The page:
Generally, audits last three years and the Internal Revenue Service has made it known that they will not penalize the individual beyond the value of the accounts for the audit periods at issue. Thus, if you had $1 million in your foreign bank account and you knowingly did not report this information to the IRS and they audit you for three years, they can take all of your $1 million.
FBAR – Non-Willful
When a person is non-willful, it generally means they were unaware of the requirement to file an FBAR. In this situation, the IRS takes some mercy – but nowhere near as much mercy as you can imagine certain people deserve (example: individuals who relocated from overseas and have foreign accounts that they simply did not use or earn much income on, or individuals who inherit money from overseas relatives.)
In these situations, the IRS has four (4) main options in terms of penalizing the taxpayer:
- The IRS agent can simply issue a warning letter instead of a monetary penalty to the taxpayer. This will rarely happen (although Golding and Golding has achieved this result on multiple occasions for individuals who have been audited and did not file FBAR statements and/or otherwise do not qualify for one of the IRS offshore voluntary disclosure programs, but were non-willful).
- The IRS agent could penalize the taxpayer a total of $10,000 for all of the years that the taxpayer did not file FBAR statements. For example, if the taxpayer is audited for three years and did not file FBARs for those three years, the IRS may penalize the taxpayer $10,000 for the total amount of the audit.
- The IRS agent could penalize the taxpayer $10,000 for each year that the FBAR was not filed. So using the example above, if the taxpayer is audited three years and did not file an FBAR for three years, then the IRS could penalize the taxpayer $30,000 – and usually not beyond the value of the account.
- The IRS agent could penalize the taxpayer $10,000 per account per year. In other words, if the taxpayer had four different bank accounts and was audited for three years – the IRS could penalize taxpayer $120,000.
One very important thing to remember is that the penalty scheme listed above is for non-willful taxpayers. In other words, even though the IRS knows the taxpayer did not intentionally attempt to evade tax, the IRS has the power to still issue tens, if not hundreds, of thousands of dollars in penalties in a non-willful situation.
Whether a person is willful or non-willful is a complex evaluation which requires a comprehensive factual analysis by an experienced FBAR lawyer to ensure the taxpayer is informed before making any representation to the IRS.
Why is it Important to File an FBAR?
Prior to the recent changes in the law, taxpayers were able to fly below the radar and could probably last most of their lifetime without having to file international tax forms disclosing their foreign income and overseas assets. The problem is that under the new FATCA (Foreign Account Tax Compliance Act) laws, foreign countries and the United States are entering into intergovernmental agreements (IGA) with foreign countries.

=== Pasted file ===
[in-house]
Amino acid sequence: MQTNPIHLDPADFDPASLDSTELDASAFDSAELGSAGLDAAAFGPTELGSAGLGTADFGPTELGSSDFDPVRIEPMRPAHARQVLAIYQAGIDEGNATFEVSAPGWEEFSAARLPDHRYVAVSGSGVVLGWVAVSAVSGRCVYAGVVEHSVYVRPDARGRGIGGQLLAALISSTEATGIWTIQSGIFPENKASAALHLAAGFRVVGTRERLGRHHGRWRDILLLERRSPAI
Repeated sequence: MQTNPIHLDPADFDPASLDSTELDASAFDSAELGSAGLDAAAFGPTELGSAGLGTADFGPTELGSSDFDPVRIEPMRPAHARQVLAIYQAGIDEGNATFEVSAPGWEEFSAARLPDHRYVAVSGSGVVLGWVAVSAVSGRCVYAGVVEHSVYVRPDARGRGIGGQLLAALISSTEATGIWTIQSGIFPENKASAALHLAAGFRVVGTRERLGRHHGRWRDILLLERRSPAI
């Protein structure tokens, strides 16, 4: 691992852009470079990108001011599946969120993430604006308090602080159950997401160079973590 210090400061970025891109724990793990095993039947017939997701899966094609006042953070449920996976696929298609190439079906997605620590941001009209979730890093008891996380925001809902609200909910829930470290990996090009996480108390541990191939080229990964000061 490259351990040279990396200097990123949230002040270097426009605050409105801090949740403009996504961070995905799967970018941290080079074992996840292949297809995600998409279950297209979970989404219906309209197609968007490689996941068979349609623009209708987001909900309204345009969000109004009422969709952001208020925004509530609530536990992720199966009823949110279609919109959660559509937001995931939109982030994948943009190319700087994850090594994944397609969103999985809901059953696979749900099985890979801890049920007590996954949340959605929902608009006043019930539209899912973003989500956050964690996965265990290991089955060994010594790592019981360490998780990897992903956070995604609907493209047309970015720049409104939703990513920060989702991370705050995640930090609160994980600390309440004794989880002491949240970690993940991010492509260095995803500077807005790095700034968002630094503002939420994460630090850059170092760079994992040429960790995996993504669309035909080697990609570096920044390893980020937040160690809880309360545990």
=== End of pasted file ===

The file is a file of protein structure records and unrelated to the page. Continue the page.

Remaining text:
IGAs are “reciprocity agreements.” In other words, while foreign countries are going to report account information of US taxpayers (U.S. Citizens, Legal Permanent Residents, and Foreign Nationals Subject to U.S. Tax), the United States is going to do the same and report account information to the foreign countries. Thus, there is a benefit to both parties in entering these IGA Agreements.
FBAR compliance is very important for any taxpayer subject to IRS tax reporting requirements. The failure to file a timely FBAR and remain in IRS tax compliance can lead to significant fines, penalties, and other possible consequences.
What can I do to get FBAR Compliant?
There are various safe harbor programs in place, which if a person meets the requirements, then they can have their penalty reduced if not eliminated. The two main programs are the Offshore Voluntary Disclosure Program (OVDP) and Modified Streamlined Program. These safe-harbor programs can be eliminated by the IRS at anytime.
We have gone into great detail on our website explaining the difference between the Offshore Voluntary Disclosure Program (OVDP) and Modified Streamlined Program. Essentially, Offshore Voluntary Disclosure Program (OVDP) is a program intended for those who were willful. In other words, if you knowingly defrauded the IRS by not reporting your foreign assets and you “knew” you were supposed to report the information, then the OVDP is the proper program for you.
In this program, the penalty is relatively high compared to the other program, but you walk away with the satisfaction of knowing you only have to pay a financial penalty and you will probably not end up in prison doing a 20-year prison stint with real criminals.
Alternatively, if your only mistake was that you were unaware of the requirement to file FBAR statements, then you can enter the Modified Streamlined Program. Unlike OVDP, the Modified Streamlined Program does not provide you criminal protection but if you are non-willful then you do not require criminal protection. Under the streamlined program, the penalty structure is reduced significantly and the filing requirements are much more limited.
Nevertheless, it is absolutely crucial that you do not enter the streamlined program or file FBAR Reasonable Cause Statements if you were willful – because if you are detected by the IRS and they find that you were clearly willful but you were just simply trying to get a penalty reduction, then the IRS will see this as tax fraud and tax evasion and they will prosecute to the fullest extent of the law.
**In addition, the current reduced penalty rate will often increase with each new year, and most importantly, if you find yourself under audit, then you are disqualified from entering these programs.
Click Here for Golding & Golding’s Free FBAR FAQ Guide.